Ten Points in Praise of Sumac

The Awl’s holiday series on flavors and spices.

Image: Steven Jackson via Flickr

  1. Sumac is a berry that tastes like a powdery lemon, a soft bright lime, a sour flower.
  2. Sumac is the flavor of the Midwest. My Midwest, anyway. Southeast Michigan has America’s most concentrated population of Arab-Americans, and small Middle Eastern restaurants can be found in any grubby strip mall. Order mana’eesh or hummus or grilled lamb and odds are it will come sprinkled with powdered sumac, a little tang to offset the earth of the rest. When I moved to Seattle, people asked if I missed the Midwest. “I miss the food,” I said, and they gave me funny looks.
  3. Sumac is red, but not a trite red. It’s a little purple and a little brown, too. I love red lipstick but fear looking costumed, like I am going to see my sailor off to war, or selling ten-cent dances. Sumac is not that kind of red. It’s moody verging on difficult, a quality I like in colors and mouths.
  4. Here are some things to do with sumac: sprinkle it on popcorn or cantaloupe or roasted Brussels sprouts. Mix it into yogurt and use it as a sauce for chicken or vegetables. Put it on your finger and lick it off. Stick your tongue in the bottle. Sumac is best raw. Do something raw with it.
  5. They say lemon zest mixed with salt is a good substitute for sumac. They lie.
  6. I resent that liking Middle Eastern food feels like a political statement now. Like saying “Check me out, I didn’t vote for Trump!” I didn’t vote for Trump. I think Islam is as fine a religion as any. I don’t love Middle Eastern food the way a teenager loves French cigarettes. I love it because I am hungry and it is beautiful.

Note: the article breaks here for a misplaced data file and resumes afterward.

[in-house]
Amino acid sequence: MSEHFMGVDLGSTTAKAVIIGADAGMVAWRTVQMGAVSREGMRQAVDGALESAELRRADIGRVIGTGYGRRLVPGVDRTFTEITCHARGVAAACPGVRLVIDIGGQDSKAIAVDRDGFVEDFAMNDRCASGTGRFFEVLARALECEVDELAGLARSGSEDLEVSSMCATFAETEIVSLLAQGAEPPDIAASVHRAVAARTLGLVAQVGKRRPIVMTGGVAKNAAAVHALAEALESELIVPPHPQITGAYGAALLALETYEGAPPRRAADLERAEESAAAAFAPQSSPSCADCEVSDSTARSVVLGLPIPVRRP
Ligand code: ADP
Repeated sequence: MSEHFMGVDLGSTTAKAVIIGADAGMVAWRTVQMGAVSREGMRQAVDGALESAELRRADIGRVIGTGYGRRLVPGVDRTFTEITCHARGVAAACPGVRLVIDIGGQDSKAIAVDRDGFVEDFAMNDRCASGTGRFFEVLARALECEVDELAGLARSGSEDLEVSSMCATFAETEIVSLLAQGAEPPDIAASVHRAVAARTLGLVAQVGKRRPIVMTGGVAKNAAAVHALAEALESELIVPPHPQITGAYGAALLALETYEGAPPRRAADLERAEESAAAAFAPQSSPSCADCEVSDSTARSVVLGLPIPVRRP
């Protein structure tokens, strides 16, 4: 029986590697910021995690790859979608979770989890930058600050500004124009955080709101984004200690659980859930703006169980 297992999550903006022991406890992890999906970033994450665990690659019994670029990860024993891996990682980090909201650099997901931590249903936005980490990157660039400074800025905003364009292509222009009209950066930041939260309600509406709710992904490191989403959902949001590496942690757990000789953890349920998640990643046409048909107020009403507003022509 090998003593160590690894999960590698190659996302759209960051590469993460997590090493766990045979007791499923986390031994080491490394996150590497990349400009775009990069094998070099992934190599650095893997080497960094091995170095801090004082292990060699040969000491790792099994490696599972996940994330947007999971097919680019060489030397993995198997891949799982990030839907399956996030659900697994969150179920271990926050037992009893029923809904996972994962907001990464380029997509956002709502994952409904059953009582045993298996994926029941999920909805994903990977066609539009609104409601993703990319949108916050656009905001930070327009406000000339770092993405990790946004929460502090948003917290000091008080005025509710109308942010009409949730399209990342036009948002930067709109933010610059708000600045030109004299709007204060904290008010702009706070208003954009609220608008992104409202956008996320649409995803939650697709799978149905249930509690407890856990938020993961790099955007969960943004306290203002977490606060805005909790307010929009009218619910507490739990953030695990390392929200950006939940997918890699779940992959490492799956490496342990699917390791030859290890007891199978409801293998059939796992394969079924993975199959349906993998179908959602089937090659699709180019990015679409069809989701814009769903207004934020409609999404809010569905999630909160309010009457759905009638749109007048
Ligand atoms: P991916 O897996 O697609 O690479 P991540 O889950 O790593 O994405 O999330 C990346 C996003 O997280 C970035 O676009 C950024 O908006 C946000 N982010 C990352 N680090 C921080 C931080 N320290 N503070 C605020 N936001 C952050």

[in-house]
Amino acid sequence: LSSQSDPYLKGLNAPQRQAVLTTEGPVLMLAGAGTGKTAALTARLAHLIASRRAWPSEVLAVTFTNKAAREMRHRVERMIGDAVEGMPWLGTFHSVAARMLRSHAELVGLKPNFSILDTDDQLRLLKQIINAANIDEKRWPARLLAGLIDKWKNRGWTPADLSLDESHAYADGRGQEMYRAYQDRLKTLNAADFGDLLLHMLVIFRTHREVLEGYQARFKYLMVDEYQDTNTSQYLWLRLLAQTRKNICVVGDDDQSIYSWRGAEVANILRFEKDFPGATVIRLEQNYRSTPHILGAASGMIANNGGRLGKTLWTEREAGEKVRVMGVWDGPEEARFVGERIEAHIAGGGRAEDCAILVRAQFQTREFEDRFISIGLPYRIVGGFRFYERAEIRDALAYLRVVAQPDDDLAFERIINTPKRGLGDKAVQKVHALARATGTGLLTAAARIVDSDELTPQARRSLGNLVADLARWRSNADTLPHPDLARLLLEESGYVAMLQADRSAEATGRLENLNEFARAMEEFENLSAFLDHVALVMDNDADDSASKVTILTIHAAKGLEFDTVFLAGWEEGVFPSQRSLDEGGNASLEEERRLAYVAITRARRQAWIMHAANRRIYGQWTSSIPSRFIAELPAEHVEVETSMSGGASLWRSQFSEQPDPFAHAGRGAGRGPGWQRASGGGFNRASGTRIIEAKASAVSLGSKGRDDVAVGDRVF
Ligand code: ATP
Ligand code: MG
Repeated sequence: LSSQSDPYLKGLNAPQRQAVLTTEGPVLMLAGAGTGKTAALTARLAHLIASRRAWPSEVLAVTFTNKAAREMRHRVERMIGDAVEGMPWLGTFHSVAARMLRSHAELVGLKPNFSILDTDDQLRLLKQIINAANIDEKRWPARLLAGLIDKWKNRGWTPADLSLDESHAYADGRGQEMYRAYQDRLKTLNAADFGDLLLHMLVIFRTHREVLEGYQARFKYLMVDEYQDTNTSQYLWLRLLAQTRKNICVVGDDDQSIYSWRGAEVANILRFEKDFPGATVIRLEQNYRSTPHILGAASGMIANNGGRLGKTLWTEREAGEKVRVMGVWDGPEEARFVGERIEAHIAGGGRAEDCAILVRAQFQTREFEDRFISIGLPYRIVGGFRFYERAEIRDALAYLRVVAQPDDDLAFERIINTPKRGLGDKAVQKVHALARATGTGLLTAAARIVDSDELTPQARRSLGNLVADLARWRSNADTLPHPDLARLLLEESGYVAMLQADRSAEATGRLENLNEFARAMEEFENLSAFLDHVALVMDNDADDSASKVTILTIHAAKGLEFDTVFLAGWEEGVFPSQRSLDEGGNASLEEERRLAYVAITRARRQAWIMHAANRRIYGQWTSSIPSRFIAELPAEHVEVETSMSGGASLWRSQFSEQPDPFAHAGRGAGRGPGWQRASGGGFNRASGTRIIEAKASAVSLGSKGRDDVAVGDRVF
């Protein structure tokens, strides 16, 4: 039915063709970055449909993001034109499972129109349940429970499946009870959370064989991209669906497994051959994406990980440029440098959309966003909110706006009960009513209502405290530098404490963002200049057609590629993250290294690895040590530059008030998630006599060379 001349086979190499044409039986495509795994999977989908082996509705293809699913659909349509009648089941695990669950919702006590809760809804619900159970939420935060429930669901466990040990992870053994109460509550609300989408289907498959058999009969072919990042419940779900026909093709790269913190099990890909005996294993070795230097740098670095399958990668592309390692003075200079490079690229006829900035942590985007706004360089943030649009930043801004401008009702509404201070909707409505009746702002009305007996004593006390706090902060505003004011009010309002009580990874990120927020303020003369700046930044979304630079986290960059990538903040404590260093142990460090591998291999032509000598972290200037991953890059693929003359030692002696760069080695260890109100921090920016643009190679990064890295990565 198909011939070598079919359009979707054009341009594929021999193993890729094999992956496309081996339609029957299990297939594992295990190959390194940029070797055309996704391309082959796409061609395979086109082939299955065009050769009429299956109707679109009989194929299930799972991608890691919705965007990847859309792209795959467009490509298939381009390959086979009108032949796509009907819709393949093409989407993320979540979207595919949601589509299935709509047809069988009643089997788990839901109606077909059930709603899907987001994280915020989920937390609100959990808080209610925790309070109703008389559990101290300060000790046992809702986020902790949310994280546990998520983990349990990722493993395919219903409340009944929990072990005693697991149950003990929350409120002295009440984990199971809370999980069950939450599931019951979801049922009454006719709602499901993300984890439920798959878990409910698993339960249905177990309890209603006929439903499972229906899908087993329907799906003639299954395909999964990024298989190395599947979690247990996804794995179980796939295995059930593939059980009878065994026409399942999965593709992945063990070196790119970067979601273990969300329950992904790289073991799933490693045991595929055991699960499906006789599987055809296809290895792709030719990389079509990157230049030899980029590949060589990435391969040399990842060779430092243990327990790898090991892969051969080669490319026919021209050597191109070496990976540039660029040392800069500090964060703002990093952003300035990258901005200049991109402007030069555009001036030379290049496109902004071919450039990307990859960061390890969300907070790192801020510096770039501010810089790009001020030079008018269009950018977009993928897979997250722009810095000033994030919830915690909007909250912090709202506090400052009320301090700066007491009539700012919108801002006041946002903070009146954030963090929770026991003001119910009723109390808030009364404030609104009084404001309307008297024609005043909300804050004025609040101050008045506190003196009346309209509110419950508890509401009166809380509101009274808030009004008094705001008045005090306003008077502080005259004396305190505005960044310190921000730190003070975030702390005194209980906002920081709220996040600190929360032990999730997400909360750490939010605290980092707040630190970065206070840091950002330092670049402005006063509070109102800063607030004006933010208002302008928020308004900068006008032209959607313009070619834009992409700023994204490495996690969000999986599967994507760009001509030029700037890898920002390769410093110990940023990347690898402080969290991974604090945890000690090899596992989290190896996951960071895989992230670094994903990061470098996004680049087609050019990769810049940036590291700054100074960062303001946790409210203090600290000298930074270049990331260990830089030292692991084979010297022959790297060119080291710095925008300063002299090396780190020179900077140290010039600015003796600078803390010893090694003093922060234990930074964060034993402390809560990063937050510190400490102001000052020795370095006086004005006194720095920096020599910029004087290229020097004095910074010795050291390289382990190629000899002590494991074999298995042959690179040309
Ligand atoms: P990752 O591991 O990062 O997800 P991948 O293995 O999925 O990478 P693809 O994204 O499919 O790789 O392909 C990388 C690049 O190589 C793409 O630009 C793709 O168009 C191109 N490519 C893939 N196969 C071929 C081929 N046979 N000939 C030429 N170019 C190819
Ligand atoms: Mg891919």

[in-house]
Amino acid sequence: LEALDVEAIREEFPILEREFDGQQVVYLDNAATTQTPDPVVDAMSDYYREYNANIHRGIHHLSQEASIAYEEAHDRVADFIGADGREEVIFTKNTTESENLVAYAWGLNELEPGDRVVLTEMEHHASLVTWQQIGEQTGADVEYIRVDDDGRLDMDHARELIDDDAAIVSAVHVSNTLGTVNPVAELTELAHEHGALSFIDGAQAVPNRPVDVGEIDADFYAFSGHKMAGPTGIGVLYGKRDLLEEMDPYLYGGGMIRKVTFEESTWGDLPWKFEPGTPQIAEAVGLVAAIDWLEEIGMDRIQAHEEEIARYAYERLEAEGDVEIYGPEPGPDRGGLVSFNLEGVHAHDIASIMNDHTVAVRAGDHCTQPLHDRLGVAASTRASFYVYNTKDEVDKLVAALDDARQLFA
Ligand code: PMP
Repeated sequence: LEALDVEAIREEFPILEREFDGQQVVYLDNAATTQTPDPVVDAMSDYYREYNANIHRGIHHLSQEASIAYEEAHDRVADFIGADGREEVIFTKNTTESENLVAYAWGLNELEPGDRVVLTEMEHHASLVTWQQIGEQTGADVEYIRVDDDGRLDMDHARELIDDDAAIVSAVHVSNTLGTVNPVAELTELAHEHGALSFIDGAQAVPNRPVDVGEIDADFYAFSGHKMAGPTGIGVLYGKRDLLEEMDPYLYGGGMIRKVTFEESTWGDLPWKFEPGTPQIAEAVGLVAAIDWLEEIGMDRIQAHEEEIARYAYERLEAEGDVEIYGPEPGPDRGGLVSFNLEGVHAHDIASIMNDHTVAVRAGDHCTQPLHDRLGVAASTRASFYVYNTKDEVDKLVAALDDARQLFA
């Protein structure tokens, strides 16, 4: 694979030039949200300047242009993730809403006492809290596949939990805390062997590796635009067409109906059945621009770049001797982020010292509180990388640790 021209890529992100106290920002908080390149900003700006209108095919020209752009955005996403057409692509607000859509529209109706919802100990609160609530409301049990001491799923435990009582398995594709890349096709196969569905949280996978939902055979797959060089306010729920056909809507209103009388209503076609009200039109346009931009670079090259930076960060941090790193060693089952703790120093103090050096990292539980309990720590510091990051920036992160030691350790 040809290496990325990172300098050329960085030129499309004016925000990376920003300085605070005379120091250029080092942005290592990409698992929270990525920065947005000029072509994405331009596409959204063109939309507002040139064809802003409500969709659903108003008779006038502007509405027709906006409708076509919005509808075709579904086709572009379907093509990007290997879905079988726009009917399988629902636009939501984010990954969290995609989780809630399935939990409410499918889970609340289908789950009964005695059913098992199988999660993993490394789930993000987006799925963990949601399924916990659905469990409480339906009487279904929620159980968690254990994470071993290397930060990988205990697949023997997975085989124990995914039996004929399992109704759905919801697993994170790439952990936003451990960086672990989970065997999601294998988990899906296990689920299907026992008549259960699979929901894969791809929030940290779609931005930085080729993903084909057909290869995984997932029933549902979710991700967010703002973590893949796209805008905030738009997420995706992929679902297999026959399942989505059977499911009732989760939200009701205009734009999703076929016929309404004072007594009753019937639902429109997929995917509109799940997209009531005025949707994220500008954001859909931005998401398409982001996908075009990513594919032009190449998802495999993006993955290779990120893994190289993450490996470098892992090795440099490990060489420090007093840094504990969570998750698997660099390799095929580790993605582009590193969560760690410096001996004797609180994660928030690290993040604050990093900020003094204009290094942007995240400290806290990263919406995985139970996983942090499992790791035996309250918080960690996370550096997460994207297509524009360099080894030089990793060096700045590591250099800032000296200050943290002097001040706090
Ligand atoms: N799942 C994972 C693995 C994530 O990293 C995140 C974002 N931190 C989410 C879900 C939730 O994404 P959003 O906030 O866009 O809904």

7. My cousin in Mississippi is a textile artist. She sent me a photo of three vats of dye she made from foraged plants: sumac, privet berry, black walnut. Looking at them, I got swept up in longing to be the kind of person who can transform plants into entirely new things.
  8. Sumac backwards spells Camus, which has to count for something.
  9. Sumac bushes are sometimes called Lemonade Trees, because you can squeeze and strain the berries into a tart, pink drink. But wouldn’t you rather imagine plucking glasses of lemonade straight from the branches, like the Lollipop Woods or Gumdrop Mountains in Candyland? I’d rather imagine it that way.
  10. Once my husband and I were kicking around vacation ideas. Amsterdam, Prague, Seville. “Or wait, what about Tehran?” I said. “Tehran?” my husband replied. “I heard it’s very tourist-friendly!” I said. A moment later he held up his phone. “There is an actual State Department warning about jaunting off to Iran on holiday,” he said. This was during the Obama administration, when it seemed like government statements had some sort of reasoning behind them. We went to Paris and ate falafel in the Marais. But I fully intend to eat my way through Tehran some day. I’m going there.